Junk Food Addiction in Moms Passed to Babies
A pregnant mother’s diet is believed to be critical to her baby’s future health, and most studies show that this has something to do with the child’s growth and development. However, new research reveals that a mother’s diet could also influence her child’s future eating habits or addictions.
New research published in The FASEB Journal suggests that consuming junk food during pregnancy can cause changes in the brain involving the development of the opioid signaling pathway of unborn children. These changes result in babies being less sensitive to opioids, which are natural chemicals released upon consumption of foods that are high in sugar and fat. This in turn, make the children develop a higher “tolerance” to junk food, leading them to eat more to achieve a “feel good” response.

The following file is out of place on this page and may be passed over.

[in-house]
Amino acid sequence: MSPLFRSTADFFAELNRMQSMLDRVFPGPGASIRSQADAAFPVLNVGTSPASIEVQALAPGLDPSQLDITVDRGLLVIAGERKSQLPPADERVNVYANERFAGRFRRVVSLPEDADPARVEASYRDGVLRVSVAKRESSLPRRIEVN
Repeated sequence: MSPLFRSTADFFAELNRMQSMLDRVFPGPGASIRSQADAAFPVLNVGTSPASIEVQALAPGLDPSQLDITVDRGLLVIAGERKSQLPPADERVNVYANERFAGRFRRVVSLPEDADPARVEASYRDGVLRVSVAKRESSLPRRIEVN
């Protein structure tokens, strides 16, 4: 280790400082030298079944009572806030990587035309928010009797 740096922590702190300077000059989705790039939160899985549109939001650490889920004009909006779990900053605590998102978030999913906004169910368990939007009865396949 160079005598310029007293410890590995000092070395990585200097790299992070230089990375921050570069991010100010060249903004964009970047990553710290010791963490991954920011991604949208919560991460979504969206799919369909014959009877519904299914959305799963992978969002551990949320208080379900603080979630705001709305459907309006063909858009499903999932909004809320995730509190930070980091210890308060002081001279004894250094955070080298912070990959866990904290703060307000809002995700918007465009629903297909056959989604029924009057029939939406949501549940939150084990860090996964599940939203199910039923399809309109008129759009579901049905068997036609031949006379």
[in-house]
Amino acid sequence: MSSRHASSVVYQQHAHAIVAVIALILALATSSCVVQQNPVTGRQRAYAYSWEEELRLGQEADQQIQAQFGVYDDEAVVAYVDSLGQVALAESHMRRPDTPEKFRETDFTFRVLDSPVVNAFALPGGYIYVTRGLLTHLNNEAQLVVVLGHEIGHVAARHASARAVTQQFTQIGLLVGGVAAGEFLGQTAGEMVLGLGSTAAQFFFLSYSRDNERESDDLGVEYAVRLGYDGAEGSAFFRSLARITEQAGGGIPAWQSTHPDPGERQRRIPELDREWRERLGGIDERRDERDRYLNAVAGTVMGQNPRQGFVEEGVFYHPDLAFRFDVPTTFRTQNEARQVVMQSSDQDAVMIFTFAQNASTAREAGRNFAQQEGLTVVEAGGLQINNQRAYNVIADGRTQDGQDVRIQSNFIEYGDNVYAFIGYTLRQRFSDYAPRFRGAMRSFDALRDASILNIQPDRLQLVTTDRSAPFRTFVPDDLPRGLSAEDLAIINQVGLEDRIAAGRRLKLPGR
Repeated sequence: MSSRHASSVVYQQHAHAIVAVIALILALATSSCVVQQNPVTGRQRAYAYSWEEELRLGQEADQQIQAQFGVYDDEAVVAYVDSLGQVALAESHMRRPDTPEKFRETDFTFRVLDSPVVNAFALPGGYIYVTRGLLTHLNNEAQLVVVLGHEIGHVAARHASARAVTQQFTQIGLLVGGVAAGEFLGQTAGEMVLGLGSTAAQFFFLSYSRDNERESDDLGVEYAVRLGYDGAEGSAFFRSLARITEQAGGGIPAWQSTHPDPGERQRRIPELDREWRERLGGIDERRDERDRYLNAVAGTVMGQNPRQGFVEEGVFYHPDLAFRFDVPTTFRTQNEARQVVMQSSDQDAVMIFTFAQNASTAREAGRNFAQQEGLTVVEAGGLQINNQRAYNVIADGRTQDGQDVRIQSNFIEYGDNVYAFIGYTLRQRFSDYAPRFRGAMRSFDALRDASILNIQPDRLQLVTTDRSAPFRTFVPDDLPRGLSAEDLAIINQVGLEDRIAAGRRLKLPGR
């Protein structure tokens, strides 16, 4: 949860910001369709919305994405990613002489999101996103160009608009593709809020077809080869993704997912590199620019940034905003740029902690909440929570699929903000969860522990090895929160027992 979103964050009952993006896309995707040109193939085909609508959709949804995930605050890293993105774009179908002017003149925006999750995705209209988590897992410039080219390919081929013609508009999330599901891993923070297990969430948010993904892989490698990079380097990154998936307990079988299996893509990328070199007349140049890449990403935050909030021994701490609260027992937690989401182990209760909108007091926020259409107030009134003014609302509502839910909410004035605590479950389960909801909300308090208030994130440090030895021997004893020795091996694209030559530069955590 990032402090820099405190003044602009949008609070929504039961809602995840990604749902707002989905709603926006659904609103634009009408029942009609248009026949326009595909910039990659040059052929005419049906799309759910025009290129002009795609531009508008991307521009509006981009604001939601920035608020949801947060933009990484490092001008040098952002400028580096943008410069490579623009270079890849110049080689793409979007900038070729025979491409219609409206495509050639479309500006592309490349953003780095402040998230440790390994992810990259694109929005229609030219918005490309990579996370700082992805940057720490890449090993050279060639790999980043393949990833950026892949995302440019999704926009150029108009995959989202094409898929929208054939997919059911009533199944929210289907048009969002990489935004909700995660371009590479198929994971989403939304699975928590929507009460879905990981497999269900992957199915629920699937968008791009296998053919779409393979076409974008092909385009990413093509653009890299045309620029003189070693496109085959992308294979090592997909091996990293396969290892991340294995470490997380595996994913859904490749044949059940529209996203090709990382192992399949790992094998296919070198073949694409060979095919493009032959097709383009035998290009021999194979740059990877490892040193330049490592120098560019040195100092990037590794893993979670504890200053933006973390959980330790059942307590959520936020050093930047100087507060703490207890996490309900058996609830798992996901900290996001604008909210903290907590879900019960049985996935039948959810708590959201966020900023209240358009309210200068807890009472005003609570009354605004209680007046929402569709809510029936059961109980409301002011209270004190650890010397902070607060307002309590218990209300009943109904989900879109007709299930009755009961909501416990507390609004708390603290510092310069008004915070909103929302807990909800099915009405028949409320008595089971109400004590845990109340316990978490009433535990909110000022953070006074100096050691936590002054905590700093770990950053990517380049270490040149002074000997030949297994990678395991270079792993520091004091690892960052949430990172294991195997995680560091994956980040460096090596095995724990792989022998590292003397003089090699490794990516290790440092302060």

Beverly Muhlhausler, Ph.D., a researcher at The University of Adelaide in Adelaide, Australia studied the offsprings of laboratory mice which were fed either normal rat food or human junk foods during their pregnancy and lactation. These pups were given daily injections of an opioid receptor blocker after weaning. These injections block opioid signaling, prevent the release of dopamine and reduce the intake of sugar and fat. However, they found that the opioid receptor blocker was less effective in lowering fat and sugar intake in the pups whose mothers were fed with junk foods. This suggests that the opioid signaling pathway in these offsprings is less sensitive than in pups whose mothers ate standard rat food.
Muhlhausler believes that their research will allow pregnant women to be better informed about the lasting effects of their diet on the development of their child’s food preferences and on their health risks. Gerald Weissmann, M.D., editor-in-Chief of The FASEB Journal comments that a mother’s addiction to junk food is true addiction which can turn kids into junk food addicts.
Federation of American Societies for Experimental Biology. Eating junk food while pregnant may make your child a junk food addict. ScienceDaily.